Searle goes on to say that there is no “reason at all to suppose that this necessarily requires language” (67). What is particularly problematic about Searle’s objection is that while he dismisses language as a necessary requirement for belief, he permits “belief” to stand as is. (I address the issue briefly in my previous post, “Taking Lions Talking Lion.”)

For Searle, “beliefs and desires are embedded not only in a network of other beliefs and desires but more importantly in a network of perceptions and actions, and these are the biologically primary forms of intentionality” (67).

Searle’s logic raises two questions: First, why move beyond “perceptions and actions” to “belief” when describing non-human animal behavior? Second, does Searle’s sine qua non ”intentionality” lose its force if non-human animals are non-believing agents?

Searle seems to conflate perception-action and belief-intention (again, Searle places belief within the larger, more primal, primary network of perception-action). His examples suggest a begging-the-question anthropocentrism: “Why is my dog barking up that tree? Because he wants to catch up to the cat. Why does he believe the cat is up the tree? Because he saw the cat run up the tree” (68).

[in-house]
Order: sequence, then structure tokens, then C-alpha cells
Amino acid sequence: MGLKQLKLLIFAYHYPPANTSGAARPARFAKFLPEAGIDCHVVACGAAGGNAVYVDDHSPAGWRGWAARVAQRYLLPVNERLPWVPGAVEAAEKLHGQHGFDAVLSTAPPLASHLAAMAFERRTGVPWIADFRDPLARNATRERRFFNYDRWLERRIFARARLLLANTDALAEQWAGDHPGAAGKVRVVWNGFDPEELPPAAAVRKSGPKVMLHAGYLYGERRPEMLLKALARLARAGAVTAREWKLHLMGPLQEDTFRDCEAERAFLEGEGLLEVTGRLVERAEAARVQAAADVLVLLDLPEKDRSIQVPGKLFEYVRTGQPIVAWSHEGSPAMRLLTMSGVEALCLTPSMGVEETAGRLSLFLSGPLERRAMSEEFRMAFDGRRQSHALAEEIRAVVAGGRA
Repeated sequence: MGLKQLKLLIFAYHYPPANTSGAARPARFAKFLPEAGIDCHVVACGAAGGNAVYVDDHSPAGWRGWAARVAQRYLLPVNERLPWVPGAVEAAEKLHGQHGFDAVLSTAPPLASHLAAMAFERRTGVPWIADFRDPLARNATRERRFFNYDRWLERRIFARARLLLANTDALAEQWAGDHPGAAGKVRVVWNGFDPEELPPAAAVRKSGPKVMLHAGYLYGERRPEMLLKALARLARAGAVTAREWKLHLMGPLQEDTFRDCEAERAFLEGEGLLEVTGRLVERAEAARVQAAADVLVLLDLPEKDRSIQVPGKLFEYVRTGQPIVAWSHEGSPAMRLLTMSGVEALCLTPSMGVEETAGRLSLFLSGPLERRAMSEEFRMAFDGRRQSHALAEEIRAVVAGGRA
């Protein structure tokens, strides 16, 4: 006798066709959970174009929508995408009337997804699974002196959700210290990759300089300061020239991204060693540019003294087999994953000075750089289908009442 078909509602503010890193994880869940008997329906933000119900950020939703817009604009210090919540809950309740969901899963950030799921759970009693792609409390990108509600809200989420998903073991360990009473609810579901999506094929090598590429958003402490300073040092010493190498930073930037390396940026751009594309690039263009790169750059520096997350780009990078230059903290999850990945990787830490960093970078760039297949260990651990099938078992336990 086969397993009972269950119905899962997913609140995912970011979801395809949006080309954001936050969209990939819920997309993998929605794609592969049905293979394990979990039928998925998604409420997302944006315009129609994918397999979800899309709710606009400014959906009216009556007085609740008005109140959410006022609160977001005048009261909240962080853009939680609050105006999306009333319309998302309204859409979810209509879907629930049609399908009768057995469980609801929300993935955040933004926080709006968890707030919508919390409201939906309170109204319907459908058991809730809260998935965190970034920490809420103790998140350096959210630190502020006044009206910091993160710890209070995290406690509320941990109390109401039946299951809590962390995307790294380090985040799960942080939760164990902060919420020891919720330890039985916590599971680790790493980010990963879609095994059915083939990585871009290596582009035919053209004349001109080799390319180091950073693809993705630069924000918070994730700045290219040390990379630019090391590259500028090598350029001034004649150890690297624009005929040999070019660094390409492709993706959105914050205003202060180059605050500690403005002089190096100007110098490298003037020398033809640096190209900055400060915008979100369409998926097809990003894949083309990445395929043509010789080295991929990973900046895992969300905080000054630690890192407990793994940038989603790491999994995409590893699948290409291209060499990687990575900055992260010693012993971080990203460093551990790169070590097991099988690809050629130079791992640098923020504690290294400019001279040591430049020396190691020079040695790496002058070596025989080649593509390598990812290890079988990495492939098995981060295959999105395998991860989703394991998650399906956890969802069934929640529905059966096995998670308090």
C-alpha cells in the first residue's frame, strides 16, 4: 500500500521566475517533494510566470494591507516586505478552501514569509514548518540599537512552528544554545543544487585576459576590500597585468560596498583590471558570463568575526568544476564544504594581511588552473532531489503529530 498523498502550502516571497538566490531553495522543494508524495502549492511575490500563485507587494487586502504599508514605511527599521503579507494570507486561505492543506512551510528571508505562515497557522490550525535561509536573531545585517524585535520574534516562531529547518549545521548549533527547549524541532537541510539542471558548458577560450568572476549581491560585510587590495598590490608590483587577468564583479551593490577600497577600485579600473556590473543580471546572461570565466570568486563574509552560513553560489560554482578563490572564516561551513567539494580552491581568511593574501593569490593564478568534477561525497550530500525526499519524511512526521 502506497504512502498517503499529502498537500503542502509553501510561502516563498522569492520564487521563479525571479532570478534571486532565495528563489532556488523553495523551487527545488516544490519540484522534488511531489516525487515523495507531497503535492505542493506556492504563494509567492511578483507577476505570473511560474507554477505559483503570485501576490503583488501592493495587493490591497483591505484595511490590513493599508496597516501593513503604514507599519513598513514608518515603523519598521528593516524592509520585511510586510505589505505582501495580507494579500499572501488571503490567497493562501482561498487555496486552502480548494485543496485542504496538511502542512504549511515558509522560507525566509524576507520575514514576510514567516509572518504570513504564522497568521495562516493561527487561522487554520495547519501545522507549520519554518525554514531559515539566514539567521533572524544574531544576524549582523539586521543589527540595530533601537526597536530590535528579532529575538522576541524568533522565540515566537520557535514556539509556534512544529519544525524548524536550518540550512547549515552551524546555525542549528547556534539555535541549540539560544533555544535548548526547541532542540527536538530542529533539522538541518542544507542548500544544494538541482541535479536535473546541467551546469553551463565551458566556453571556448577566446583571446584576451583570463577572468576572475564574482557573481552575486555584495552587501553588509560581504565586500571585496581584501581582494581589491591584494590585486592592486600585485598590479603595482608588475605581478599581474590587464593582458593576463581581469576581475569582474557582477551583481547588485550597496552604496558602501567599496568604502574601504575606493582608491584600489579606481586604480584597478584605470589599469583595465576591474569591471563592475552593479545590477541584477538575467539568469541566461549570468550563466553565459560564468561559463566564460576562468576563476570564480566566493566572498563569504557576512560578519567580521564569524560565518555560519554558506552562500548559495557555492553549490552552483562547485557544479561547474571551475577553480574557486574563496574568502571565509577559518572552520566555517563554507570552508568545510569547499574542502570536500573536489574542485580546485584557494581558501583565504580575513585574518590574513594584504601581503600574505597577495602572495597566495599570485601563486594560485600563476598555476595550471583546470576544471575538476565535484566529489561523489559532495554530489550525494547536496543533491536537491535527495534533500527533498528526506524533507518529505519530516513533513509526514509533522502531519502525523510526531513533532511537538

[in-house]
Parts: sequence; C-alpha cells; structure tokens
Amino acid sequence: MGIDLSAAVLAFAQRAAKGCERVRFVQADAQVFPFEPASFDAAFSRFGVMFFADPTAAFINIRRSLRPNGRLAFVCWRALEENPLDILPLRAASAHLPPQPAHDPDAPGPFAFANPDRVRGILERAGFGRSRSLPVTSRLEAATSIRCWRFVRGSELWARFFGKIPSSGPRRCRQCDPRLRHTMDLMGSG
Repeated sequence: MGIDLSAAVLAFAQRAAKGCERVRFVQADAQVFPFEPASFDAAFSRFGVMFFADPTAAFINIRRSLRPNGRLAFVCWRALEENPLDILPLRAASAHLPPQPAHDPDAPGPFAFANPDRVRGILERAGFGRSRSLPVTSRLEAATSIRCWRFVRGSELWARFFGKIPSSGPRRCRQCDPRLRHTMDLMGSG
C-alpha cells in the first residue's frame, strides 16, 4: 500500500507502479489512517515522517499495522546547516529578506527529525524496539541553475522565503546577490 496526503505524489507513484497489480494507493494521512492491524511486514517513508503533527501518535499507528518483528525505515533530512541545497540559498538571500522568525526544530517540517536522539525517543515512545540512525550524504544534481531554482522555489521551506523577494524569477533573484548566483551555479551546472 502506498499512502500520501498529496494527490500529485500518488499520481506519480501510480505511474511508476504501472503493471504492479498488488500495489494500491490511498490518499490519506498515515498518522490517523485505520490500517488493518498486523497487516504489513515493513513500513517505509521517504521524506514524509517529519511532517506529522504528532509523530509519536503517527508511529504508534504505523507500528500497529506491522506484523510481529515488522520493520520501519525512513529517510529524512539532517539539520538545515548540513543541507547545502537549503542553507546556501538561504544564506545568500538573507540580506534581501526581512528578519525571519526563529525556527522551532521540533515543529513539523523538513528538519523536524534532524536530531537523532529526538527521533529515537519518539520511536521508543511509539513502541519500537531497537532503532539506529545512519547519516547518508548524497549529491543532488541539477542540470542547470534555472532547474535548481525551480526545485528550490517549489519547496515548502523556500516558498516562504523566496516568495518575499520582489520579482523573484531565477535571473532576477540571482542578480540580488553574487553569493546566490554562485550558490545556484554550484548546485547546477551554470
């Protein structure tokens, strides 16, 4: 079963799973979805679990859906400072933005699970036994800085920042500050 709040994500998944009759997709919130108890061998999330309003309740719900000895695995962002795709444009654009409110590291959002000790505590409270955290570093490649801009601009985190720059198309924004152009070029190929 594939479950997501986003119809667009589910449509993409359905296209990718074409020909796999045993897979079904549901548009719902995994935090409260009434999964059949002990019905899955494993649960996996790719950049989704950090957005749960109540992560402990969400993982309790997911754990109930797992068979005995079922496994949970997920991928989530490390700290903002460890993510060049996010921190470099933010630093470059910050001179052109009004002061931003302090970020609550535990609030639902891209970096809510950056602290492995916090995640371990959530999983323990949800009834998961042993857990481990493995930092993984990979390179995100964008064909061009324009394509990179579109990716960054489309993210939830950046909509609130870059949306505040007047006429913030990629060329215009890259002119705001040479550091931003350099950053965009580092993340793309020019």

At one point, Searle acknowledges the objection to his understanding of belief: 

"But why do we need to ‘postulate’ beliefs and desires at all? Why not just grant the existence of perceptions and actions in such cases? The answer is that the behavior is unintelligible without the assumption of beliefs and desires; because the animal, for example, barks up the tree even when he can no longer see or smell the cat, thus manifesting a belief that the cat is up the tree even when he cannot see or smell that the cat is up the tree." (68)